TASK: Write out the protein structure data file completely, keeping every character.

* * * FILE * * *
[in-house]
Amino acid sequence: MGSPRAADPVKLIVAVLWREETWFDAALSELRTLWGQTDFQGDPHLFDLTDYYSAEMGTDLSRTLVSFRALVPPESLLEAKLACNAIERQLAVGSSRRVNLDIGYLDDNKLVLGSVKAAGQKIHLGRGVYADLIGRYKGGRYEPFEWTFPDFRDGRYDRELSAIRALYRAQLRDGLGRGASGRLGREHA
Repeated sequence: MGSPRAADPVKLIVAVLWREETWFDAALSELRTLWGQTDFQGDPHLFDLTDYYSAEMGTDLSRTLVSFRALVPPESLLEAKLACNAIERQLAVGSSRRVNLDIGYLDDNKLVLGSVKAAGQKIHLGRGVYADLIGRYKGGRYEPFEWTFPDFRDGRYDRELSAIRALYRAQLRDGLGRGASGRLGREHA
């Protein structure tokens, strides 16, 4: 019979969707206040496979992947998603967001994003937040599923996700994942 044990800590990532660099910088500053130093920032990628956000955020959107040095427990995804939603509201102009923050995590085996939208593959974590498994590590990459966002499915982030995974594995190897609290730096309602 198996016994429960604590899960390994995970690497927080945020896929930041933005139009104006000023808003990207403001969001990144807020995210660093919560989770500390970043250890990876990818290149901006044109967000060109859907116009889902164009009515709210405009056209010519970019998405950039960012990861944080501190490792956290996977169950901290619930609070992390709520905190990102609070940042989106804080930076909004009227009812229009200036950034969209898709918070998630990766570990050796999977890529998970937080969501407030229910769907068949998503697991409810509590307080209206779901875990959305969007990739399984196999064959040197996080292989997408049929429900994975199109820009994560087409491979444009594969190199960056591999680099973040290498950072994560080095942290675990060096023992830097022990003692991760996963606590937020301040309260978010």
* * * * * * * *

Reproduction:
[in-house]
Amino acid sequence: MGSPRAADPVKLIVAVLWREETWFDAALSELRTLWGQTDFQGDPHLFDLTDYYSAEMGTDLSRTLVSFRALVPPESLLEAKLACNAIERQLAVGSSRRVNLDIGYLDDNKLVLGSVKAAGQKIHLGRGVYADLIGRYKGGRYEPFEWTFPDFRDGRYDRELSAIRALYRAQLRDGLGRGASGRLGREHA
Repeated sequence: MGSPRAADPVKLIVAVLWREETWFDAALSELRTLWGQTDFQGDPHLFDLTDYYSAEMGTDLSRTLVSFRALVPPESLLEAKLACNAIERQLAVGSSRRVNLDIGYLDDNKLVLGSVKAAGQKIHLGRGVYADLIGRYKGGRYEPFEWTFPDFRDGRYDRELSAIRALYRAQLRDGLGRGASGRLGREHA
């Protein structure tokens, strides 16, 4: 019979969707206040496979992947998603967001994003937040599923996700994942 044990800590990532660099910088500053130093920032990628956000955020959107040095427990995804939603509201102009923050995590085996939208593959974590498994590590990459966002499915982030995974594995190897609290730096309602 198996016994429960604590899960390994995970690497927080945020896929930041933005139009104006000023808003990207403001969001990144807020995210660093919560989770500390970043250890990876990818290149901006044109967000060109859907116009889902164009009515709210405009056209010519970019998405950039960012990861944080501190490792956290996977169950901290619930609070992390709520905190990102609070940042989106804080930076909004009227009812229009200036950034969209898709918070998630990766570990050796999977890529998970937080969501407030229910769907068949998503697991409810509590307080209206779901875990959305969007990739399984196999064959040197996080292989997408049929429900994975199109820009994560087409491979444009594969190199960056591999680099973040290498950072994560080095942290675990060096023992830097022990003692991760996963606590937020301040309260978010």